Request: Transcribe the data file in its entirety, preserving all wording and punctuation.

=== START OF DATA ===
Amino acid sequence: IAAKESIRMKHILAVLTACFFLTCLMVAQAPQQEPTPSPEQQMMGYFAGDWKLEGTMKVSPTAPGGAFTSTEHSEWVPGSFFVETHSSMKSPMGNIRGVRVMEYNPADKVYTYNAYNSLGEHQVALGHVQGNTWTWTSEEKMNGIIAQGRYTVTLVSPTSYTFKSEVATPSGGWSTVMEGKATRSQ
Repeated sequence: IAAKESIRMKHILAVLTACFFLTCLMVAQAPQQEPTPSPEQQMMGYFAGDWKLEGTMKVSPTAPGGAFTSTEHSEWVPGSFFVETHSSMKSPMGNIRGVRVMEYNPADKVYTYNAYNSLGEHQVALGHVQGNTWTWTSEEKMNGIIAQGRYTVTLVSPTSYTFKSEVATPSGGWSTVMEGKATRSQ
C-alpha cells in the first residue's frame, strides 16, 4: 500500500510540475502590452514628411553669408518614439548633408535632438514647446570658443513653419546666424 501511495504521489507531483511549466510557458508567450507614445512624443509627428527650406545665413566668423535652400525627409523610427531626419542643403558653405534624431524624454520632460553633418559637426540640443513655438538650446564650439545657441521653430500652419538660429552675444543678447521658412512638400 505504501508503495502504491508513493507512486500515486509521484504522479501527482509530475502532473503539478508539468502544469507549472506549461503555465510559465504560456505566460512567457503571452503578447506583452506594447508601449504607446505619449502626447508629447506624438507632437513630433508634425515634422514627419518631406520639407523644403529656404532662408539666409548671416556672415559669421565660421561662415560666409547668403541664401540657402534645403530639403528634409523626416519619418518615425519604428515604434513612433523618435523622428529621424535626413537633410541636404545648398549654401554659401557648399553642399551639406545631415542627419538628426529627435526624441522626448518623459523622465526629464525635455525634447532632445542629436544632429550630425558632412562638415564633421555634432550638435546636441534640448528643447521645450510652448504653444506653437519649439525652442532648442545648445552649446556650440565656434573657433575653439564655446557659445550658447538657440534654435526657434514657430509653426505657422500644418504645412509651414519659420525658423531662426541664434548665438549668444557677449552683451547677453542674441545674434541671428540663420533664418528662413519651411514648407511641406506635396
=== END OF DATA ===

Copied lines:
Amino acid sequence: IAAKESIRMKHILAVLTACFFLTCLMVAQAPQQEPTPSPEQQMMGYFAGDWKLEGTMKVSPTAPGGAFTSTEHSEWVPGSFFVETHSSMKSPMGNIRGVRVMEYNPADKVYTYNAYNSLGEHQVALGHVQGNTWTWTSEEKMNGIIAQGRYTVTLVSPTSYTFKSEVATPSGGWSTVMEGKATRSQ
Repeated sequence: IAAKESIRMKHILAVLTACFFLTCLMVAQAPQQEPTPSPEQQMMGYFAGDWKLEGTMKVSPTAPGGAFTSTEHSEWVPGSFFVETHSSMKSPMGNIRGVRVMEYNPADKVYTYNAYNSLGEHQVALGHVQGNTWTWTSEEKMNGIIAQGRYTVTLVSPTSYTFKSEVATPSGGWSTVMEGKATRSQ
C-alpha cells in the first residue's frame, strides 16, 4: 500500500510540475502590452514628411553669408518614439548633408535632438514647446570658443513653419546666424 501511495504521489507531483511549466510557458508567450507614445512624443509627428527650406545665413566668423535652400525627409523610427531626419542643403558653405534624431524624454520632460553633418559637426540640443513655438538650446564650439545657441521653430500652419538660429552675444543678447521658412512638400 505504501508503495502504491508513493507512486500515486509521484504522479501527482509530475502532473503539478508539468502544469507549472506549461503555465510559465504560456505566460512567457503571452503578447506583452506594447508601449504607446505619449502626447508629447506624438507632437513630433508634425515634422514627419518631406520639407523644403529656404532662408539666409548671416556672415559669421565660421561662415560666409547668403541664401540657402534645403530639403528634409523626416519619418518615425519604428515604434513612433523618435523622428529621424535626413537633410541636404545648398549654401554659401557648399553642399551639406545631415542627419538628426529627435526624441522626448518623459523622465526629464525635455525634447532632445542629436544632429550630425558632412562638415564633421555634432550638435546636441534640448528643447521645450510652448504653444506653437519649439525652442532648442545648445552649446556650440565656434573657433575653439564655446557659445550658447538657440534654435526657434514657430509653426505657422500644418504645412509651414519659420525658423531662426541664434548665438549668444557677449552683451547677453542674441545674434541671428540663420533664418528662413519651411514648407511641406506635396